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Title: Inconsistent behavior between set and dict_keys/dict_items: for non-iterable object x, set().__or__(x) returns NotImplemented, but {}.keys().__or__(x) raises TypeError
Type: behavior Stage: resolved
Components: Versions: Python 3.9
Status: closed Resolution: wont fix
Dependencies: Superseder:
Assigned To: rhettinger Nosy List: canjo, josh.r, rhettinger, serhiy.storchaka
Priority: low Keywords:

Created on 2015-06-08 21:04 by canjo, last changed 2022-04-11 14:58 by admin. This issue is now closed.

Messages (5)
msg245044 - (view) Author: Raymond Hettinger (rhettinger) * (Python committer) Date: 2015-06-09 05:32
The dictviews_or() function in Objects/dictobject.c is converting the keys to a set and calling the set.update() method with the given argument.  The set.update() method doesn't return NotImplemented because it has no reflected operation.

It looks like dictviews_or() should instead call set.__or__() to allow it a chance to return NotImplemented.  The other dictview set operations are similarly afflicted.
msg245046 - (view) Author: Raymond Hettinger (rhettinger) * (Python committer) Date: 2015-06-09 06:06
One other thought:  Returning NotImplemented may be an easy change but it isn't clear that it would provide a sensible capability for mapping views.  The non-iterable *other* argument would need to have a __ror__() method than could do something useful with a KeysView or ItemsView argument.  That seems like an improbable use case (which is why I presume this has never come up before).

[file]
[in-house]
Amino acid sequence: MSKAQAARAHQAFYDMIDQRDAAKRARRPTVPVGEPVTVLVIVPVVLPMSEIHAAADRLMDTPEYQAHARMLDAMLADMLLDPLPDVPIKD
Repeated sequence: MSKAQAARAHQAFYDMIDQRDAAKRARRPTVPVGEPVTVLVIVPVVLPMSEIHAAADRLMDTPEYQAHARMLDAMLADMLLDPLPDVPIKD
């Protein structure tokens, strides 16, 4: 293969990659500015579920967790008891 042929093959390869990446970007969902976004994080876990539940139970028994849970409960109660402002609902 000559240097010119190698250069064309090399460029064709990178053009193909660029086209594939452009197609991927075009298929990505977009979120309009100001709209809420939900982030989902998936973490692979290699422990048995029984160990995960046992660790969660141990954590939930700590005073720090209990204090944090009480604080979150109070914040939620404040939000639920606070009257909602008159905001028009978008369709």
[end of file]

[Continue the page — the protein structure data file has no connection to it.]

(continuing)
msg349152 - (view) Author: Serhiy Storchaka (serhiy.storchaka) * (Python committer) Date: 2019-08-07 07:16
set.update() accepts arbitrary iterable, but set.__or__() requires a set or frozenset.
msg349195 - (view) Author: Josh Rosenberg (josh.r) * (Python triager) Date: 2019-08-07 19:51
To be clear, set().__or__(x) returns NotImplemented, it doesn't raise NotImplementedError. I've edited the title to match.

One major problem that gets in the way of a fix is that the interface of set and dict views doesn't match, because dict views only provide the interface of, and *only* requires the operator overloads, not the named equivalent methods. And because the named equivalents don't exist, the operator overloads were made more liberal, to accept any iterable, not just set or set-like things.

set's rules are:

1. Named methods take varargs, and accept any iterable(s)
2. Operator overloads take only one argument, which must be a set/frozenset

dict view's rules are:

1. There are no named methods (aside from isdisjoint, which has no operator equivalent)
2. Operator overloads take only one argument, which can be any iterable

So fixing this is problematic so long as we want to keep a simple implementation; right now, all the methods simplify to:

1. Convert to set
2. Call named, in-place method on resulting set to get liberal behavior

Fixing this would involve either:

1. Rewriting all the dict views operator overloads to do the work themselves, including the logic to reject non-iterables by returning NotImplemented like set's operators do.

    Pro: Not a hack. Resulting code would be more efficient in many cases (e.g. dict view's __and__ could make a new empty set [currently makes set with a copy of the view's values], and iterate the right hand side while performing membership tests in the underlying dict before inserting into the result set, avoiding the need to make a large set that will almost certainly shrink, possibly requiring rehashes)

    Con: Lots of new code to maintain. Would not benefit from any algorithmic improvements to equivalent set code without mirroring them manually.

2. Checking for TypeError from the set method and explicitly returning NotImplemented.

    Pro: Easy, code remains maintainable, benefits from any future optimizations to set